The report, citing a researcher at Cornell, Jenny Wan-chen Lee – a graduate student at Cornell University's Dyson School of Applied Economics and Management-- said many people ‘organic’ to be a positive attribute that can then positively affect their perception of the product’s other characteristics.
To test her theory, Lee conducted a double-blind controlled trial in which 144 participants were asked to evaluate various attributes of what they thought were regular and organic varieties of chocolate sandwich cookies, plain yogurt, and potato chips. In fact, all the products were identical pairs of organic foods.
Lee told FoodNavigator-USA: “There’s this widespread perception that organic is healthier. We wanted to see whether this applied to organic processed foods in particular, and foods [like cookies and potato chips] that people generally don’t associate with either organic or health.”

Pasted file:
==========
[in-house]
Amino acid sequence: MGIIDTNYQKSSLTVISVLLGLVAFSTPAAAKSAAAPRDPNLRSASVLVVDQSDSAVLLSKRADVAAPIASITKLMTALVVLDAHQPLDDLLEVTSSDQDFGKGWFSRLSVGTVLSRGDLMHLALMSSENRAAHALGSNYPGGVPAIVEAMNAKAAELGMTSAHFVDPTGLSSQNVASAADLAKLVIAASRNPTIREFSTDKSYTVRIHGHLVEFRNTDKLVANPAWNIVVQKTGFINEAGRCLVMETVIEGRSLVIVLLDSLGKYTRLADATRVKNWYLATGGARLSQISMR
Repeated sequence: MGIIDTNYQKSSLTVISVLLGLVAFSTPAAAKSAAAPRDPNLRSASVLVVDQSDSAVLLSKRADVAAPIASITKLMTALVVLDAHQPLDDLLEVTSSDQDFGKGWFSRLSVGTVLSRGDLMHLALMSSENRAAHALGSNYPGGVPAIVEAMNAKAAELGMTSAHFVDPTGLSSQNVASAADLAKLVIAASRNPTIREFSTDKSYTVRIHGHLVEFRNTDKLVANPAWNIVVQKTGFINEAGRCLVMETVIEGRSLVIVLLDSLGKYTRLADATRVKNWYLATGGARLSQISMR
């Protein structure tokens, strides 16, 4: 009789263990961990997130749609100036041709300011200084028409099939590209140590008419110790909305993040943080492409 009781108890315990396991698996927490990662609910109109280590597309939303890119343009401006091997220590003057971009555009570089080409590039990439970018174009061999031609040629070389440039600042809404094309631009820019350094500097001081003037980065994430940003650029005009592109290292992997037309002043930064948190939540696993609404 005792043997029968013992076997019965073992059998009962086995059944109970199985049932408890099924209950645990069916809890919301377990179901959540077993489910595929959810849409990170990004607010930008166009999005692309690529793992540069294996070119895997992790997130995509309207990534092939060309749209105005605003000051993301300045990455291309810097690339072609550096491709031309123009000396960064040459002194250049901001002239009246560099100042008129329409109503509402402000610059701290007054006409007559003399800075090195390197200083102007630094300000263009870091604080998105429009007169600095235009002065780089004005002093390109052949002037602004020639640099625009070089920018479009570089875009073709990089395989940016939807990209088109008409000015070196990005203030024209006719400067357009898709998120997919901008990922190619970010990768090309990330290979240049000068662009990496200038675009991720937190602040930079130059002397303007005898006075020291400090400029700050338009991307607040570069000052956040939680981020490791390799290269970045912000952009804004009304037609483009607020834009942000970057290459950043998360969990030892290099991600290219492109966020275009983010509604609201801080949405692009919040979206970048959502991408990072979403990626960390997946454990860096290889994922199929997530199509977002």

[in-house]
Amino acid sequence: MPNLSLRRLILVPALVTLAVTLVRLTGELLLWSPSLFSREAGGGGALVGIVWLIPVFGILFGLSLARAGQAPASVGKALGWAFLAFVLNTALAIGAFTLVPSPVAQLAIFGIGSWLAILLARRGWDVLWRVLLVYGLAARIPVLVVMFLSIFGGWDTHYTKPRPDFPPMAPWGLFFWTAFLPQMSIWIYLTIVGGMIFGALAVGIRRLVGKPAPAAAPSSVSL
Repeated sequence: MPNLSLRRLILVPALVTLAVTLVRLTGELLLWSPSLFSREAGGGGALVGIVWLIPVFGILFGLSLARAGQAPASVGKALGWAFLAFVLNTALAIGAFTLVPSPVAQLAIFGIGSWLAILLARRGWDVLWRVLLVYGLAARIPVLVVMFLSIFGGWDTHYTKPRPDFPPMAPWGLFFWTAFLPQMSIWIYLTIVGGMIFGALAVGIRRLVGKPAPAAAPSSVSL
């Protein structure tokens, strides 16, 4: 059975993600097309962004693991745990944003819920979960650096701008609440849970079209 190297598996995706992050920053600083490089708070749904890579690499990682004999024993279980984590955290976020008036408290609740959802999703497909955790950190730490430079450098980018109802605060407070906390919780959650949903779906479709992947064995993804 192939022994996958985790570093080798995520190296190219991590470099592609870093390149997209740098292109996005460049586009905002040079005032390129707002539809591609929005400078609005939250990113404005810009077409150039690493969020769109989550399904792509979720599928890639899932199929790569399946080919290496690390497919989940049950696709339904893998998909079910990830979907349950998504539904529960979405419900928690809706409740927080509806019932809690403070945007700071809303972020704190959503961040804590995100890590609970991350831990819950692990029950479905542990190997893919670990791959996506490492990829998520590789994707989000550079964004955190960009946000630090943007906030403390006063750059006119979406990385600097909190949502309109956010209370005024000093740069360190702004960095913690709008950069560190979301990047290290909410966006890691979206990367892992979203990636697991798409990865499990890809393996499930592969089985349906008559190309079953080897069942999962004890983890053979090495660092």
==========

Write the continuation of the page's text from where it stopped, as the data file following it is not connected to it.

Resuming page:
Participants were asked to rate the foods on a scale of 1 to 9 for various attributes, including overall taste and perception of fat content. In addition, the researchers asked them to estimate the number of calories in each item and to specify how much they would be willing to pay.
They found that participants tended to prefer almost all of the taste attributes for the products labeled ‘organic’, even though they were identical to the products labelled ‘regular’. In terms of healthfulness, participants tended to rate the organic-labelled cookies and chips as more nutritious than their regular-labelled counterparts.
Products labelled organic were also judged to be lower in calories and to warrant higher prices, and were perceived to be higher in fiber and lower in fat.
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